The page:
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Egg cell-secreted EC1 triggers sperm cell activation during double fertilization.

Type of publication Peer-reviewed
Publikationsform Original article (peer-reviewed)
Author Sprunck Stefanie, Rademacher Svenja, Vogler Frank, Gheyselinck Jacqueline, Grossniklaus Ueli, Dresselhaus Thomas,
Project The Genetic and Molecular Basis of Gametogenesis and Maternal Effects in Arabidopsis
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Original article (peer-reviewed)

Journal Science (New York, N.Y.)
Volume (Issue) 338(6110)
Page(s) 1093 - 7
Title of proceedings Science (New York, N.Y.)
DOI 10.1126/science.1223944

Open Access

Type of Open Access Repository (Green Open Access)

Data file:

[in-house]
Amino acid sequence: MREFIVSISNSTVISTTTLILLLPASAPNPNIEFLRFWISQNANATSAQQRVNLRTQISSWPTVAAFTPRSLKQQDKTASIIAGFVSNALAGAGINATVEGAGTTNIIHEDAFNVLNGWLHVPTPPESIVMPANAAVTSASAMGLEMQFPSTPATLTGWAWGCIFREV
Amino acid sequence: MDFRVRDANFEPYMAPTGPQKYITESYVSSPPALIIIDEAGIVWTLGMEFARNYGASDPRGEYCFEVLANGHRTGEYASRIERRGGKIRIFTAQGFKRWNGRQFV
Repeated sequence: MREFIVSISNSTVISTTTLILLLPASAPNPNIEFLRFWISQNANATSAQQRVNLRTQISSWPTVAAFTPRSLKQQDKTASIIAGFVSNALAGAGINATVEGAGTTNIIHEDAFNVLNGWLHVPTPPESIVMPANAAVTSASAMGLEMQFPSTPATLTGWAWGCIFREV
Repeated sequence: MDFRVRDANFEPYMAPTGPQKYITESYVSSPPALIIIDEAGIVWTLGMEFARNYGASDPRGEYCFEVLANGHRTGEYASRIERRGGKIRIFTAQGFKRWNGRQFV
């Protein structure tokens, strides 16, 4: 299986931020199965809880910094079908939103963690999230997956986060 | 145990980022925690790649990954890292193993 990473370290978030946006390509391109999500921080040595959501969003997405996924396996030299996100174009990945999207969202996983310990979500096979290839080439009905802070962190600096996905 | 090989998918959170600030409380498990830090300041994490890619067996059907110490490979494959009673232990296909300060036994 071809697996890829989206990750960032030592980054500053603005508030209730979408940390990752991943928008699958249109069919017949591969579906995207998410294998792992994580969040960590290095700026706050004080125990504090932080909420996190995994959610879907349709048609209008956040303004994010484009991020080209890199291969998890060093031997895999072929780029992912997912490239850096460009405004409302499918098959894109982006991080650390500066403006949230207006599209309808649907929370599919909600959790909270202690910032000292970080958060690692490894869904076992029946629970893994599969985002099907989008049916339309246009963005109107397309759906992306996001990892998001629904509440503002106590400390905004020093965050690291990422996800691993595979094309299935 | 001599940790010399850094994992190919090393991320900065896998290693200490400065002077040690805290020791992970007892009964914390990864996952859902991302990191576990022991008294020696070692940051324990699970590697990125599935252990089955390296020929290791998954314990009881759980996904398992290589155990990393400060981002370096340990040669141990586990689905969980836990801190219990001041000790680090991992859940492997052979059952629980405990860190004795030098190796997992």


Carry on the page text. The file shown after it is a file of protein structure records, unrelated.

Double fertilization is the defining characteristic of flowering plants. However, the molecular mechanisms regulating the fusion of one sperm with the egg and the second sperm with the central cell are largely unknown. We show that gamete interactions in Arabidopsis depend on small cysteine-rich EC1 (EGG CELL 1) proteins accumulating in storage vesicles of the egg cell. Upon sperm arrival, EC1-containing vesicles are exocytosed. The sperm endomembrane system responds to exogenously applied EC1 peptides by redistributing the potential gamete fusogen HAP2/GCS1 (HAPLESS 2/GENERATIVE CELL SPECIFIC 1) to the cell surface. Furthermore, fertilization studies with ec1 quintuple mutants show that successful male-female gamete interactions are necessary to prevent multiple-sperm cell delivery. Our findings provide evidence that mutual gamete activation, regulated exocytosis, and sperm plasma membrane modifications govern flowering plant gamete interactions.